FORT DRUM, New York – When the commander of the New York Army National Guard's 27th Infantry Brigade Combat Team needs intelligence on the enemy, he turns to the Unmanned Aerial System platoon of Delta Company of the 152nd Brigade Engineer Battalion for an eye in the sky.
The platoon operates the brigade's RQ-7B Shadow unmanned aerial system, small remotely controlled aircraft that launch from a towed catapult and land within 170 feet.
The aircraft may be small – just over 11 feet long – but it takes skill to fly, so 12 of Delta's UAS platoon Soldiers honed their skills while getting some long overdue flight and maintenance experience with the Shadow during annual training at Fort Drum in July.
"We need to maintain currency and proficiency so we can be called to any incident," said Staff Sgt. Timothy Strong, a UAS maintenance team leader in the company. "We have simulators, but nothing beats doing the real thing."
Once airborne, the Shadow is capable of up to six hours of flight time providing live imagery directly to the 27th brigade Tactical Operations Center.
The arrival of COVID-19 earlier this year threw a wrench in the unit's training plans, Strong said.
Normally, the Soldiers are able to fly multiple times per year. But Delta Company's Shadows have been grounded for months as the unit conducted virtual drills in accordance with the pandemic's social distancing mandates.
"It's been really difficult because people haven't been able to get hands-on much this year," said Strong. "Normally, we'll come up to Fort Drum in April, May, June, July and August, for a week or two so people can stay current and maintain their flight proficiency."
In addition to the unforeseen challenges that COVID-19 presented to mission readiness, other variables have prevented the UAS operators from pursuing their required flight time.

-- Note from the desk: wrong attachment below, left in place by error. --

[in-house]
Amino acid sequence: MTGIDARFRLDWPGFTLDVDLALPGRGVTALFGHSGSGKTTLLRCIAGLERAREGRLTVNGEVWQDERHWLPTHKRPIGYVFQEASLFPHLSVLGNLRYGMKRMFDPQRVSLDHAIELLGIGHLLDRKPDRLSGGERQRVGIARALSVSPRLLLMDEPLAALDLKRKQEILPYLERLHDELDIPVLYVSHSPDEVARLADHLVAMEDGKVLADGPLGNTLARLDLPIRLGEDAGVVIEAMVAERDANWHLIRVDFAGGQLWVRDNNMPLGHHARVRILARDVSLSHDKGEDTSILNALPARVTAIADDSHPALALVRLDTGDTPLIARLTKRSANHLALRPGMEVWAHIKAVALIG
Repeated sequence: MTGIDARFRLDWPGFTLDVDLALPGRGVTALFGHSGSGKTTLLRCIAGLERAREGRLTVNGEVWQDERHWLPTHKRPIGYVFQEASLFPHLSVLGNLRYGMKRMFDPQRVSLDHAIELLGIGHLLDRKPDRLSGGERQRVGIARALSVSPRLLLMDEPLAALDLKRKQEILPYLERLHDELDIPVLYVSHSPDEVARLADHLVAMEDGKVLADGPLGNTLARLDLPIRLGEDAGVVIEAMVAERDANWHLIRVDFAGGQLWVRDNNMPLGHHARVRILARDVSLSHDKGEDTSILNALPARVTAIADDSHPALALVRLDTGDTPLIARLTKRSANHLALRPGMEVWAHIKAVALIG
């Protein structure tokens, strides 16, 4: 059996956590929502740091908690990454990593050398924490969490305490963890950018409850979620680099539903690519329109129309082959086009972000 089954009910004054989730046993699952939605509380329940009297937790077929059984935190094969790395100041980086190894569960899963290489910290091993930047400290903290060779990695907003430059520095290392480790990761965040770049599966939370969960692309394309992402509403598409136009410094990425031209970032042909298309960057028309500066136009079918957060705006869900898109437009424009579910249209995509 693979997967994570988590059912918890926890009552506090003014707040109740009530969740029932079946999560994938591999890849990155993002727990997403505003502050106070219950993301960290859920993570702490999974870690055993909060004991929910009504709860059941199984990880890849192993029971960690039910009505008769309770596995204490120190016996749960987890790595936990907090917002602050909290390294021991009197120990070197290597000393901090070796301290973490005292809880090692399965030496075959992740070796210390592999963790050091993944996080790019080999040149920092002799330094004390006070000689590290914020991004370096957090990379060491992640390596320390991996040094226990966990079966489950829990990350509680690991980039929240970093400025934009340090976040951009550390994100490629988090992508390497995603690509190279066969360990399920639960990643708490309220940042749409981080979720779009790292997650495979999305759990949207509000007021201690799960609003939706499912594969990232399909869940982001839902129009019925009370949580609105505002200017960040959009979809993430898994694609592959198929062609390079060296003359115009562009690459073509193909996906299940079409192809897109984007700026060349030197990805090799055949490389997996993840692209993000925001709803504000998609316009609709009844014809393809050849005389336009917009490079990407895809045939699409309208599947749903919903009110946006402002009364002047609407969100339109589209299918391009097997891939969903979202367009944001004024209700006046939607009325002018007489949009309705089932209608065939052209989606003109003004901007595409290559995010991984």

The Shadow is launched from a vehicle-towed pneumatic catapult. As a fair-weather aircraft, it is only able to fly in specific conditions. For much of the unit's annual training, strong winds and rainstorms kept the Shadows grounded.
Maintaining operator proficiency is critical for the rapid deployment of the UAS platoon. Though the Shadow was designed with the battlefield as its main focus, there are many domestic situations that benefit from the intelligence and imagery provided by the Shadow, Strong said.
"I participated in California where we assisted in forest fire reconnaissance," he said.
"Hopefully, in the future we can help with flood damage assessments and stuff like that throughout New York State. So it's important for us to maintain our currency so we can actually do things like that," Strong said.
"It takes a lot a lot of skill and determination to be able to do this job," said Pvt. Colin Pare, an unmanned aerial systems operator. "You need to focus on a lot of small things. You need to just be meticulous and knowledgeable."
Pare, 18, and right out of training, is the unit's newest Soldier.
"My training was about four months long, but I got the ropes fairly quickly and realized what I could do," Pare said.